Education Book Reviews

by Robert Nagle on 7/13/2014

in book reviews,Brief Reviews,Instructional

Over the past few months I have been pursuing  a teacher’s public school certification for Texas. One important step in that endeavor has been reading the latest books on education policy, curriculum and classroom management. I have been collecting lots of books and learning new things. I haven’t begun to finish these books, but I have skimmed a lot and learned a lot of important things.

Reign of Error: The Hoax of the Privatization Movement and the Danger to America's Public Schools. By Diane Ravitch . Eye-opening analysis of education reform by one of America's education experts. Ravitch makes the case that a test-centered approach to teaching and learning has done significant harm to students. Significantly Ravitch pins much of the blame on charter schools and the push by foundations (like Gates and others) to privatize learning. One of the most eye-opening facts was how performance of US students on NAEP (a fairly reliable test used for comparing education progress)has been steadily rising, belying the idea that public schools are "failing" the kids. At heart Ravitch believes that public schools are doing as good a job as they can under the circumstances and don't need private entrepreneurship to upend the system. Highly recommended.
Teach Like a Champion. Doug Lemov . This is a very impressive set of practices and guidelines for ensuring that learning actually takes place inside the classroom and that the classroom is managed properly. This is a very clever book and probably most new and experienced teachers could learn a thing or two from it. This helpful book also includes video excerpts on the enclosed DVD to illustrate the principles when put in practice. To my delight, I later learned that Lemov did some teacher training at HISD, and so this book is influencing schools already.
Lies My Teacher Told Me. James W. Loewen . This very famous and respected critique of high school history classes shows the danger of an approach to social studies which skims the surface of historical events. Lowen highlights some howlers which are nonetheless taught in class (and most of which I remember learning about). Although I applaud the aim of this book, in fact I think the process of producing and approving textbooks is what ensures its bland inoffensiveness. I'm guessing that a lot of these misperceptions are quickly dispelled in college history classes, so I have to wonder what Loewen wants here. Does he want history teachers to focus on less material in more depth. Or more class time in general? Also, I'm sure it would be ideal to have high school teachers who know some of these historical old wives' tales. I guess the book's reputation (and catchy title) ensures that all history teachers will have to read it and tailor their lessons accordingly.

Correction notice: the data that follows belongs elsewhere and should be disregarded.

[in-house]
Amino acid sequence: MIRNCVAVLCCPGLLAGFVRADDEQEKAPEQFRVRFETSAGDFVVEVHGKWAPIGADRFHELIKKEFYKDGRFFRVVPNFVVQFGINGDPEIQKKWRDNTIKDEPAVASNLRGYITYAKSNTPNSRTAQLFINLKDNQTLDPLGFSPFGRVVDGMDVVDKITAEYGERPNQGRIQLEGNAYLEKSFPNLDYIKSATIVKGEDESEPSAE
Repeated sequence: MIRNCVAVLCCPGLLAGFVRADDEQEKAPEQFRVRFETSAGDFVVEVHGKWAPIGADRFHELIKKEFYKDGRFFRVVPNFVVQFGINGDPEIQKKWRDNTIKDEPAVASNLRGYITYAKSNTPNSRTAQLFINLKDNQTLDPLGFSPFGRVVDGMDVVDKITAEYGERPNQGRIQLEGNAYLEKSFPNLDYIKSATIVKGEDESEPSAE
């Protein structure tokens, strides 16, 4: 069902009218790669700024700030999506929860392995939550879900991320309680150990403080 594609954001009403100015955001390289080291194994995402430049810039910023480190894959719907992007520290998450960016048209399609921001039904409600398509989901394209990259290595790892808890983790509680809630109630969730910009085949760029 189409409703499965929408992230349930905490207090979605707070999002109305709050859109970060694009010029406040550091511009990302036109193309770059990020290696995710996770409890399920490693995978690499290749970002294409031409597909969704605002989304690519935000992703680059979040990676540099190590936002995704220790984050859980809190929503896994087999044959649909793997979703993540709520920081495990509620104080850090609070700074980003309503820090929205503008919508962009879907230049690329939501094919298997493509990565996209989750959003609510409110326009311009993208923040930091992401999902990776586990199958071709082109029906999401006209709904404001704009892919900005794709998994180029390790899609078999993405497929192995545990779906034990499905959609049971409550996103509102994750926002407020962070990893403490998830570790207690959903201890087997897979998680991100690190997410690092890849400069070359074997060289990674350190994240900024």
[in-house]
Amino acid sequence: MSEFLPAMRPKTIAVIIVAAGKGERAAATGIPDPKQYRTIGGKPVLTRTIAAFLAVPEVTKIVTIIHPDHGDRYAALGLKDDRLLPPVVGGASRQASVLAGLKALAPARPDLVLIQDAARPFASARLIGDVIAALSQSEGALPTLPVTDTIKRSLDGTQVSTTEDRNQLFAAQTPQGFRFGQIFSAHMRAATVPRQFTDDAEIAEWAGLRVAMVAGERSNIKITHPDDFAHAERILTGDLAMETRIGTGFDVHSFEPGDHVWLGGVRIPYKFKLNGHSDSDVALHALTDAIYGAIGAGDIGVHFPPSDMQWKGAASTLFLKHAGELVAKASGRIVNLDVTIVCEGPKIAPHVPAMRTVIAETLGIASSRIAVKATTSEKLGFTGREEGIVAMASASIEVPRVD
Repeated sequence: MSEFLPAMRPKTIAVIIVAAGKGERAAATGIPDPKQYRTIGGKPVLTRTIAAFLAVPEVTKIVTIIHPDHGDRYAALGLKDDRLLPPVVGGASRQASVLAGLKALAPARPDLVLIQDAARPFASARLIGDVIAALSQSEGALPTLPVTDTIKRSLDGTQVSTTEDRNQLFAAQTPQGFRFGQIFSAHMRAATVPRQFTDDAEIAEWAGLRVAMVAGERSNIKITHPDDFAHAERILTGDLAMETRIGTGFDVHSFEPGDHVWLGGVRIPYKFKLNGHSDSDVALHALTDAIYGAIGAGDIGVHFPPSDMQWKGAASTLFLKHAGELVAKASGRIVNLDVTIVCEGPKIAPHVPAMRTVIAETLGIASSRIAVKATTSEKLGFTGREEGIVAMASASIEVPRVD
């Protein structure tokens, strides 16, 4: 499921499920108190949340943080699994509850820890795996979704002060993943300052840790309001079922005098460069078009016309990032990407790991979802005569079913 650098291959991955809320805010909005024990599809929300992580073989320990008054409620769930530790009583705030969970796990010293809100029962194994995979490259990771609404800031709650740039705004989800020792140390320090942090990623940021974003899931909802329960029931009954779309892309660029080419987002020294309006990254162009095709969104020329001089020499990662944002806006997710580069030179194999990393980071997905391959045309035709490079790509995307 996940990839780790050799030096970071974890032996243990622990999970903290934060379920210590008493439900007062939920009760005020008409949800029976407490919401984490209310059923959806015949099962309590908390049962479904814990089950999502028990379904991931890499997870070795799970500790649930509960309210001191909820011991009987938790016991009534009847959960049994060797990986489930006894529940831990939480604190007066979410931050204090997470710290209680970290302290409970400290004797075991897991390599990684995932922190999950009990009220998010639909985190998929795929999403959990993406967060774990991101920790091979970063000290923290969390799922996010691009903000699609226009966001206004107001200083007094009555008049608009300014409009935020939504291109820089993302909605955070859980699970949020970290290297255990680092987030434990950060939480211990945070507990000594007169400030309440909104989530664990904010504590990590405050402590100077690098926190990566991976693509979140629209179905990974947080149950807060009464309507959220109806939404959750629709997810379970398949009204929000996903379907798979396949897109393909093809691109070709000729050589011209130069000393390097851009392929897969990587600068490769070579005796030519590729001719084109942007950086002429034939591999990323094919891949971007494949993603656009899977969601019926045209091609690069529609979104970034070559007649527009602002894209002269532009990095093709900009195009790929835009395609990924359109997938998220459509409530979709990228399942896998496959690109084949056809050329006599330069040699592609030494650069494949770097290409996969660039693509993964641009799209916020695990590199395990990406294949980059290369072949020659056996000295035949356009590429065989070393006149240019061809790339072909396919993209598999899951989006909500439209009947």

Brain Gain. By Marc Prensky .
Power of Mindful Learning. By Ellen Langer .
Essential 55. By Ron Clark.
Case Against Homework by Sara Bennett and Nancy Kalish. (Website ).This book argues that schools harm children and family life by assigning too much homework. Most of the book consists of anecdotal evidence, quotes by psychology professors and harried parents. I'm sure there is a grain of truth here, but I felt that the case wasn't made fairly. For example, are some kinds of homework worse than others? What about long term project work rather than daily assignments? The book successfully conveys the fact that huge amounts of homework interferes with family life and participation in extracurriculars. That is certainly important. One Amazon commenter (and school administrator) mentioned that teachers often assign too much homework because they didn't have time to finish their lesson in class (or students didn't have the interest to do their work in class). Having too much homework might be a symptom of a dysfunctional classroom than a teacher with unreasonable expectations. Interesting to read, but I wish it went into more detail about what kinds of homework actually are worthwhile (other than throwaway advice for students to avoid doing more than 5 math problems a night).

Below are books I have been accumulating and haven’t read enough of to formulate an opinion about:

  • Teach like your hair is on fire. by Rafe Esquith.
  • Power of Poems by Margriet Ruurs.
  • Five Minds for the Future by Howard Gardner.
  • Activating the Desire to Learn. By Bob Sullo.
  • Art of Thinking by Vincent Ryan Ruggiero.
  • Strategies that work. By Stephanie Harvey and Anne Goudvis.
  • Myth of Laziness. By Mel Levine, MD
  • Dramatic Literacy: Using Drama and Literature to Teach Middle-Level Content.  By J. Lea Smith & J Daniel Herring.
  • Engaging Minds: Motivating & Learning in America’s Schools by David A. Goslin.
  • Anti-Education Era by James Paul Gee.
  • Unschooled Mind: How Children Learn and how schools should teach.  by Howard Gardener.
  • Live Wires: Neuro-Parenting to Ignite your teen’s brain. By Judith Widener Muir MD
  • Dramatic Literacy: Using Drama and Literature to Teach Middle-Level Content by J. Lea Smith & J. Daniel Herring.

Leave a Comment

Previous post:

Next post: